"Jorge Eduardo Costilla Sanchez headed the Gulf Cartel, considered the second most-powerful criminal organization in the country," Vergara said. "Secretively, El Coss overcame internal divisions and directed violent confrontations in Tamaulipas and Nuevo Leon with his former allies, the Zetas."
Ezequiel Cardenas was the cartel's figurehead until he was killed in November 2010 in a shootout with Mexican marines in Matamoros. Authorities believe Costilla controlled the cartel's daily drug trafficking activities but kept a low profile. Only two photographs of him were ever made public.
HIs removal from the drug trafficking scene could serve as an opening for Sinaloa or the Zetas, who have become the nation's dominant cartels, to move in on smuggling routes that have been believed to include the border cities of Reynosa and Matamoros, and the Gulf port of Tampico.
Costilla's capture is a significant victory for the marines, who were embarrassed in June after announcing they had nabbed the son of Mexico's top fugitive drug lord.
It turned out the man wasn't the son of Joaquin "El Chapo" Guzman, but rather Felix Beltran Leon, 23, a stocky, baby-faced suspect whose family said he was the father of a toddler and worked with his mother-in-law at a used car dealership. He remains in custody, authorities say, because guns and money were found when he was arrested.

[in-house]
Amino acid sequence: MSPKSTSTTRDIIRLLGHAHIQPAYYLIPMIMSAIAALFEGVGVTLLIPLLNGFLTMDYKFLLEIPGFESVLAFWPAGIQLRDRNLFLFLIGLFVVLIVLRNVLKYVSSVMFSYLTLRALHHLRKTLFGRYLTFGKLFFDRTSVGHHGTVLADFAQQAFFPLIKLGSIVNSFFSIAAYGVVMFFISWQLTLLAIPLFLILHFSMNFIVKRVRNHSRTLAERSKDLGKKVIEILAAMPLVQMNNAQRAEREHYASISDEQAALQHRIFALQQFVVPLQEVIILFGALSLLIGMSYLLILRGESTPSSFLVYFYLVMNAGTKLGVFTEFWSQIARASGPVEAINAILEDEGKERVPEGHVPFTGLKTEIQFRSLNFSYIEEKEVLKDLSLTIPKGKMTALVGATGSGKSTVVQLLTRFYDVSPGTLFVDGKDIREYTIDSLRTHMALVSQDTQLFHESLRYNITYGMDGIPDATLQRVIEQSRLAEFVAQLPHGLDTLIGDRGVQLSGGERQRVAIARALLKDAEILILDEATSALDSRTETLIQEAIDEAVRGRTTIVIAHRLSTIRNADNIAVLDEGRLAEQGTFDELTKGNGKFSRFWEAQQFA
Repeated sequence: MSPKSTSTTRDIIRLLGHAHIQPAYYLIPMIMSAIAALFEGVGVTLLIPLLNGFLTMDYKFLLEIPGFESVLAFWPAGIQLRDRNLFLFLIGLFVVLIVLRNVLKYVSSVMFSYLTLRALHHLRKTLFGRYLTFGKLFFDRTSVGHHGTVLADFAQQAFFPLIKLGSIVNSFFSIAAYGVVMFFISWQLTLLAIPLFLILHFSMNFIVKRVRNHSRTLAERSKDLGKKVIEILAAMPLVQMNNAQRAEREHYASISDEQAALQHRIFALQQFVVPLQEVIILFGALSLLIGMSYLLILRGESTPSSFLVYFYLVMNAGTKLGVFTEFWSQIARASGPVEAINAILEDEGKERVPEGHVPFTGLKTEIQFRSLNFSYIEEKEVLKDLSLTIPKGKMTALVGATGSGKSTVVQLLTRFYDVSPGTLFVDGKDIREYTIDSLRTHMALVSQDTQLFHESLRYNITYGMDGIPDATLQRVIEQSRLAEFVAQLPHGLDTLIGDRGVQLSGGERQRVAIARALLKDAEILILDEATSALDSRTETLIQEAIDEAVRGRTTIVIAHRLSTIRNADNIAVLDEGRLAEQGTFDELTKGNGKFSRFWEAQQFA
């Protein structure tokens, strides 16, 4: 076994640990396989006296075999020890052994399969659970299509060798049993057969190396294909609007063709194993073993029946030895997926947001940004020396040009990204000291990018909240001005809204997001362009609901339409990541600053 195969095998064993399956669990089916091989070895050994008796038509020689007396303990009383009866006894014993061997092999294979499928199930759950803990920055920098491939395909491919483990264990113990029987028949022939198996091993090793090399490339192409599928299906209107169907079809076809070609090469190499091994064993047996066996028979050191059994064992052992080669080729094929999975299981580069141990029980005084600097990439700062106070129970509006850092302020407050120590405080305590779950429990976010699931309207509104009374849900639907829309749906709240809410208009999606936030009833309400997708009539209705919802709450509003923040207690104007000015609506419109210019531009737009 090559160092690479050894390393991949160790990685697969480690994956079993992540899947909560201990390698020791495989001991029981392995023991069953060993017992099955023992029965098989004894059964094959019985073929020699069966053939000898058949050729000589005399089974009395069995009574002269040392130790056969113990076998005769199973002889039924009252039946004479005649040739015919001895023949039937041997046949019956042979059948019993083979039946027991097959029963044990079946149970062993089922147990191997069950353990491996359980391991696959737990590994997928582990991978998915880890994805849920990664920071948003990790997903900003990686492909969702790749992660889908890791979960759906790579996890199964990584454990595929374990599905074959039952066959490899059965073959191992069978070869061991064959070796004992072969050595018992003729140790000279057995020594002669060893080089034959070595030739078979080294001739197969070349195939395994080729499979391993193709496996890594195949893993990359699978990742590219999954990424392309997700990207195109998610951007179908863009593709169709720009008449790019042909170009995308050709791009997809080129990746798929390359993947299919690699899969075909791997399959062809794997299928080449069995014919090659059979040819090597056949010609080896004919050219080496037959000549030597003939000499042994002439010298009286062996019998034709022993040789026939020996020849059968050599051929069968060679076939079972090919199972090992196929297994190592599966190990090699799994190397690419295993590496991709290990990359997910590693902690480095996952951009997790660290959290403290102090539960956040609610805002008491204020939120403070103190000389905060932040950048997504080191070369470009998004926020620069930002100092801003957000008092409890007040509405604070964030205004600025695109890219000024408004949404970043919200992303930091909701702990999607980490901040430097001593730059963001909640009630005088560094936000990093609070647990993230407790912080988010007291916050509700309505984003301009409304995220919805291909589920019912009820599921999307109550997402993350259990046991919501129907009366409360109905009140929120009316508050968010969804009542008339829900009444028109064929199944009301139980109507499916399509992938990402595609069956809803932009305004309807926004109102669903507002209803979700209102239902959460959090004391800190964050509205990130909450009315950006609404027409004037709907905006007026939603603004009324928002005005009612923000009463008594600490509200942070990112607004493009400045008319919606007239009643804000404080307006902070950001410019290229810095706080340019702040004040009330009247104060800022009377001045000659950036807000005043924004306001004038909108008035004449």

The announcement of Costilla's arrest comes just more than a week after the navy said it had detained another brother of Osiel Cardenas Guillen, Mario, in the Gulf Coast city of Altamira.
The navy said in announcing that arrest that the cartel had apparently divided into two wings after Ezequiel's death.
Arrests of high-ranking cartel leaders often lead to detentions of others, some because officials find intelligence with the suspects, others because detainees swiftly turn against their former comrades and provide information that leads to their arrest.
In November 1999, a Drug Enforcement Administration agent and an FBI agent, both assigned to the U.S. consulate in Monterrey, had been followed by a car through Matamoros until a truck cut them off.
They were quickly surrounded by about a dozen heavily armed men, allegedly including Costilla and Osiel Cardenas Guillen, who threatened to kill them. The agents eventually persuaded the gunmen to let them go.
Costilla was also linked to the August 2004 beating death of Matamoros newspaper columnist Francisco Arratia Saldierna, who reported on drug trafficking and organized crime.
Correspondent Michael Weissenstein in Mexico City contributed to this report.